The fact that the CTIA is suing San Francisco over an ordinance that will require publication of cell phone radiation levels in stores is good. The CTIA explains that the new SF ordinance steps on the Federal Communications Commission's ability to decide what's safe.
Besides, California already has a problem with information disclosure. For example, people may walk into an apartment displaying a big sign in the lobby saying that the residence is loaded with chemicals known to cause cancer.
California's attitude with cancer-causing agents originates from Proposition 65, a 1986 law that requires warning labels for anything containing chemicals known to cause cancer. The San Francisco cell phone radiation law is an example of useless information to the ordinary buyer. Radiation levels cannot be compared to calorie counts displayed in restaurants where people would sort of know what is too much.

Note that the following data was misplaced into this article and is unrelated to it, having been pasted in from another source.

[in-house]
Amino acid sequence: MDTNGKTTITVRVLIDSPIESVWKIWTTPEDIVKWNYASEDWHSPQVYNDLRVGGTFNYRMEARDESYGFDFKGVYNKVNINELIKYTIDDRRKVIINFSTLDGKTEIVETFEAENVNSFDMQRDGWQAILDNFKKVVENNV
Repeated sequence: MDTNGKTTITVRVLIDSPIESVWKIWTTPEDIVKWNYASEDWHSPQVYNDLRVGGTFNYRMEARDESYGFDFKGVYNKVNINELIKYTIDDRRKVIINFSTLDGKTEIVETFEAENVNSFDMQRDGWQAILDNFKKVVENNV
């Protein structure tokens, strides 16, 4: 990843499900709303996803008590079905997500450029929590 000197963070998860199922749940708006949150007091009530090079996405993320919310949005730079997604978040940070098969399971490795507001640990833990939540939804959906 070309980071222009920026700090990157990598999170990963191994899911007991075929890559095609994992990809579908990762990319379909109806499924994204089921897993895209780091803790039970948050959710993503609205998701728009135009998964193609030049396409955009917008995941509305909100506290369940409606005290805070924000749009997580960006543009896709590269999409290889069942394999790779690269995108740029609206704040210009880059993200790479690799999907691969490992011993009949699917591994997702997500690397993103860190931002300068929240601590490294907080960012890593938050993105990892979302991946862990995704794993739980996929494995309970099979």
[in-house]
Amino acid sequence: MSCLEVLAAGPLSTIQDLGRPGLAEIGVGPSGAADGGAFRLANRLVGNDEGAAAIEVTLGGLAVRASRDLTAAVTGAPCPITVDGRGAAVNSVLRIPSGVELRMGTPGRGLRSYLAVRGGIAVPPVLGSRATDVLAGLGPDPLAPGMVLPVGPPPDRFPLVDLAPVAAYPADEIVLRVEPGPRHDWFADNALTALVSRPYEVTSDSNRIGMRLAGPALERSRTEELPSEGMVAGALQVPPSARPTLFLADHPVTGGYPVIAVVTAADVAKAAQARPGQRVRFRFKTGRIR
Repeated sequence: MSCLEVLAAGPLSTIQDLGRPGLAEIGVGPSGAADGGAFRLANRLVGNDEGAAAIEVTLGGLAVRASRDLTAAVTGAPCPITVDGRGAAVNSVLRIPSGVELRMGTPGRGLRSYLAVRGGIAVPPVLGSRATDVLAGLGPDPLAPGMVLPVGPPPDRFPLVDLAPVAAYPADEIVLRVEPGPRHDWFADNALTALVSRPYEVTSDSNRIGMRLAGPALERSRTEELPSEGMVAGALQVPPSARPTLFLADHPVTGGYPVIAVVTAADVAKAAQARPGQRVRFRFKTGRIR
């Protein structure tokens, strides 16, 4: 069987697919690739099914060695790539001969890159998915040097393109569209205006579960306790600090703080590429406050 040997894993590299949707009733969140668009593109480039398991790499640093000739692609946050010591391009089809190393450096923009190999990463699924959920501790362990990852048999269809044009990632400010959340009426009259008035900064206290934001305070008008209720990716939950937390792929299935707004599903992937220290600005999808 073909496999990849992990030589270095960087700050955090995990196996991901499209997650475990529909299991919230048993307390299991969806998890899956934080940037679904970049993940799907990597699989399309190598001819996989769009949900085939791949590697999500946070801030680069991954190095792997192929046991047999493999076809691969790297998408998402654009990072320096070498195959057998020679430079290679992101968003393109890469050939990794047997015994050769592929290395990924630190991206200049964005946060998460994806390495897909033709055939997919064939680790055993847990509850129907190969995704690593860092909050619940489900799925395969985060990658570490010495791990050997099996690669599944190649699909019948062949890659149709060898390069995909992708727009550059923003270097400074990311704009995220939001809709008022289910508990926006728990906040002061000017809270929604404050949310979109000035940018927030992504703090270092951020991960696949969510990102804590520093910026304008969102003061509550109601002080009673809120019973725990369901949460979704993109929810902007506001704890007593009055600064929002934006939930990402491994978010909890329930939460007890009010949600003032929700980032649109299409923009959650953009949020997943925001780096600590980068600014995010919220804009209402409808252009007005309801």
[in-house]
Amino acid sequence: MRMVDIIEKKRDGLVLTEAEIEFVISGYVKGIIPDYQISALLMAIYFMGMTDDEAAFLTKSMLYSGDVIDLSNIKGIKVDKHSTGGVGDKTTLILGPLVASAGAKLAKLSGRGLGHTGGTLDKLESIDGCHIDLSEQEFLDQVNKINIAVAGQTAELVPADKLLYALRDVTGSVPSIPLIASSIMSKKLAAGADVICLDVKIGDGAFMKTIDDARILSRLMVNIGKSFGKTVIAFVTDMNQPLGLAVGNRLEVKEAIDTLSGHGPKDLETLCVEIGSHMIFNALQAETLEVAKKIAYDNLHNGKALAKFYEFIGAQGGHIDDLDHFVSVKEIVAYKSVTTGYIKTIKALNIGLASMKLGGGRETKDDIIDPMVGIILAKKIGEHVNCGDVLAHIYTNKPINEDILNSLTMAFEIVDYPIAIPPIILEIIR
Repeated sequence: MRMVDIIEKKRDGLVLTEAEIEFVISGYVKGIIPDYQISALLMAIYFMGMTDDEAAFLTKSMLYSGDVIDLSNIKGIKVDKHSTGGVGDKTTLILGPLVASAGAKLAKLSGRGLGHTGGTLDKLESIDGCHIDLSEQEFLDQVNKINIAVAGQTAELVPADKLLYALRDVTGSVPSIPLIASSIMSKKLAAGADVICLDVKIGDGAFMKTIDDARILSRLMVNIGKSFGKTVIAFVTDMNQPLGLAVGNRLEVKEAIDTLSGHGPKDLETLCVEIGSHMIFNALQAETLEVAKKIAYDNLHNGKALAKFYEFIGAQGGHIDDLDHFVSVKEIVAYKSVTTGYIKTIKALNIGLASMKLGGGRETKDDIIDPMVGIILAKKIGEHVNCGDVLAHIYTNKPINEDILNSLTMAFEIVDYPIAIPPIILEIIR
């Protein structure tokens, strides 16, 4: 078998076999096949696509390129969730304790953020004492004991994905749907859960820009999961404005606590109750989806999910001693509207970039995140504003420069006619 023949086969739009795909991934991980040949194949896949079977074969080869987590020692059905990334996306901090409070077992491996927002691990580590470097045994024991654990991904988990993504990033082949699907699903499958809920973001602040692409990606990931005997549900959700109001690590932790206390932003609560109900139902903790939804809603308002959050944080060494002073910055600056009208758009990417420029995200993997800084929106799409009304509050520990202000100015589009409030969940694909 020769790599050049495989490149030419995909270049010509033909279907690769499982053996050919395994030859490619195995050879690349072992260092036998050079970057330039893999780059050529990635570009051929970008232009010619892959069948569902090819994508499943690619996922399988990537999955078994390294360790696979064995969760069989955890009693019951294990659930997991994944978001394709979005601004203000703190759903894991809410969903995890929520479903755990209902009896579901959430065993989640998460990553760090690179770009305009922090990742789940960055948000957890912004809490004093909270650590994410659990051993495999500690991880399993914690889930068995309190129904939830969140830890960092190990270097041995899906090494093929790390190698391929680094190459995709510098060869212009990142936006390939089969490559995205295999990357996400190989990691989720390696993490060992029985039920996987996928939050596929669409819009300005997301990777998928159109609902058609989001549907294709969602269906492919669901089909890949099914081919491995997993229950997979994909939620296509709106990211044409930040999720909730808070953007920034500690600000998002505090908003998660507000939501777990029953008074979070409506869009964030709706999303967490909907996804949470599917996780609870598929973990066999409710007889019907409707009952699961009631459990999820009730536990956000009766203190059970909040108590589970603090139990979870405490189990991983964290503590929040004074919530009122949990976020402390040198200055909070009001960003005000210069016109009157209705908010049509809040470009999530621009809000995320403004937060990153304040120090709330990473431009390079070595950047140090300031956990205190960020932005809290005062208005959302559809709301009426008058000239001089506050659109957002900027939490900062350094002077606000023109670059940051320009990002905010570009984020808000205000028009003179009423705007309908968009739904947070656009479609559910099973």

The FCC already regulates cell phone radiation. It requires phones to go below Specific Absorption Ratio of 1.6 watts per kilogram. But people also have to consider other things like how the phone is held, whether a case is used and the amount of time spent on the phone. And most importantly, there is no proof that cell phone radiation causes cancer.